As the world moves toward an open banking system, access to banking data and services through APIs is becoming more common. APIs are important for creating a smooth user experience while keeping information safe on devices.
Open banking allows users to control which data third-party providers can access via APIs. This means that you can connect your favorite fintech personal finance management application to your bank account in order to more closely track your spending.
Banks have the opportunity to learn from and collaborate with FinTech companies rather than compete with them. In other words, this is a good solution for both parties involved because banks usually don’t innovate very quickly.
Whilst FinTech firms are quick to innovate, they lack the financial muscle so collaborating with traditional banks only benefits them.
A revenue-sharing ecosystem could be created where established companies offer services developed by third parties to their customers, and make money from referral fees, infrastructure usage, or subscription services.
API’s can not only be used within a company, but can also be shared with other companies or partners. This fosters ecosystem relationships, allowing for innovation.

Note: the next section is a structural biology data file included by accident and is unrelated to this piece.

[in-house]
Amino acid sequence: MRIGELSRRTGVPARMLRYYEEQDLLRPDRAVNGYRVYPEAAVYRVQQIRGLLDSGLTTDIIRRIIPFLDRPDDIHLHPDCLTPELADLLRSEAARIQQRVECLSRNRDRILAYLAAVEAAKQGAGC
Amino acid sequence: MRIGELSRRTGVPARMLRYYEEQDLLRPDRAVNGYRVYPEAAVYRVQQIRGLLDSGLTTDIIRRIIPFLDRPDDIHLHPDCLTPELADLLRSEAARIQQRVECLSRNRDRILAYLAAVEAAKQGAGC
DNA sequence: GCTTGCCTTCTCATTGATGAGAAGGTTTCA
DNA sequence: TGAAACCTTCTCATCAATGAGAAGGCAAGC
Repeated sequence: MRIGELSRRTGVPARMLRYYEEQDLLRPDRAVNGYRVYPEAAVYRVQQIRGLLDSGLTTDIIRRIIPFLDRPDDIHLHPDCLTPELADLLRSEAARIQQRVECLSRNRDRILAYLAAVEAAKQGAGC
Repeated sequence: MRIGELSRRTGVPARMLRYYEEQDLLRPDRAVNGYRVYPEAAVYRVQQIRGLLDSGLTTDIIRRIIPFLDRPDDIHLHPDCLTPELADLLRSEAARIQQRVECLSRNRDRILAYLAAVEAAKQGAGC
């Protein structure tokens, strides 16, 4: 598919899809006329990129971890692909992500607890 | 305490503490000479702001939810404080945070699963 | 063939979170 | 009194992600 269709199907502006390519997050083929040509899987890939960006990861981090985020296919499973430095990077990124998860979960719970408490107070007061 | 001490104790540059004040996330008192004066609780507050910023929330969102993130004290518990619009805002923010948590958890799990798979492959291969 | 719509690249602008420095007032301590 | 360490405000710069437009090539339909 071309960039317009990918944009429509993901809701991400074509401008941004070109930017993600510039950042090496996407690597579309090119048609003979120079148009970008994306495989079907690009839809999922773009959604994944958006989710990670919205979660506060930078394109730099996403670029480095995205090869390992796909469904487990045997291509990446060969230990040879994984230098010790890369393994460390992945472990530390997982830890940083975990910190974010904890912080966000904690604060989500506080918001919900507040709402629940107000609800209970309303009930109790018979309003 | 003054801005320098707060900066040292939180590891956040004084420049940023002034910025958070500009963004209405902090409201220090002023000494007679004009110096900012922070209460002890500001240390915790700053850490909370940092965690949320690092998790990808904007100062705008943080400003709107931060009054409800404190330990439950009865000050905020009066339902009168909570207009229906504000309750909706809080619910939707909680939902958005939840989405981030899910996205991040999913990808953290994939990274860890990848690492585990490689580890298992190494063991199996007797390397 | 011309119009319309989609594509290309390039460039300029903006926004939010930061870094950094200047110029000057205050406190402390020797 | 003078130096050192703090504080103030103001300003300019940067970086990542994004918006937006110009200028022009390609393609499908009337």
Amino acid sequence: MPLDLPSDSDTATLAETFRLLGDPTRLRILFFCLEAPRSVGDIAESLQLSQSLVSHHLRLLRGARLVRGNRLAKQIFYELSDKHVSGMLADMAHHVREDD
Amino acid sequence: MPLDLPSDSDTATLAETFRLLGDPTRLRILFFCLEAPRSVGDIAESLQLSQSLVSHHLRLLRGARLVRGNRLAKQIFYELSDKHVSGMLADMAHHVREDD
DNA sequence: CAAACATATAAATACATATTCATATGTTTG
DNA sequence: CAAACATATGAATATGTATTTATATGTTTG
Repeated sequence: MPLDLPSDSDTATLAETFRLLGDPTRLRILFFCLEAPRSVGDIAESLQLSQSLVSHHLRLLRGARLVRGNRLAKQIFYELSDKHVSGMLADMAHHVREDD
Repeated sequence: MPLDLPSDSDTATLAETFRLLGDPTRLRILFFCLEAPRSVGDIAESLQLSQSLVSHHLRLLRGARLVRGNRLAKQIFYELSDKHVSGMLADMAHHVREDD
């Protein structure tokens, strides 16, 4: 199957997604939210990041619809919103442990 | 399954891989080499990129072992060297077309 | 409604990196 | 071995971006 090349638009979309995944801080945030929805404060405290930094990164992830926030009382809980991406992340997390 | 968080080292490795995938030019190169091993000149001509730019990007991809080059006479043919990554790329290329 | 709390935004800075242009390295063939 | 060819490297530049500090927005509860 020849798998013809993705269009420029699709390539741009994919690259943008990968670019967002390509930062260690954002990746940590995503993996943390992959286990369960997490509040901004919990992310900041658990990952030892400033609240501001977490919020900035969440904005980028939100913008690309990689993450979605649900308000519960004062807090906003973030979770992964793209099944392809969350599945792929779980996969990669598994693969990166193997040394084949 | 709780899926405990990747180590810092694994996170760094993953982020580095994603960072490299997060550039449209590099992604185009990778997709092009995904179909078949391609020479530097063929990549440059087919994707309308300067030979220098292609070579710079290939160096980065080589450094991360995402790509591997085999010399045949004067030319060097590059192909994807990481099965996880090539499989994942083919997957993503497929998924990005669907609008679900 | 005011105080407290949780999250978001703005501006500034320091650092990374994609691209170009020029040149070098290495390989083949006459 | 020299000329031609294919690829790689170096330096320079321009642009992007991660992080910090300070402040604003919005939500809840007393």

The FinTech Ecosystem
The future of the FinTech ecosystem is reliant on different building blocks. Without these blocks, the sector would not be able to advance.
The addition of Artificial Intelligence, IoT, Open APIs, Cloud Computing, and Blockchain will have a huge impact on the ecosystem.
Forward thinking companies need to adopt FinTech innovation software solutions to stay competitive, improve customer experience, reduce risks, and meet regulatory requirements. These solutions have the potential to greatly shape the future of FinTech and offer many benefits.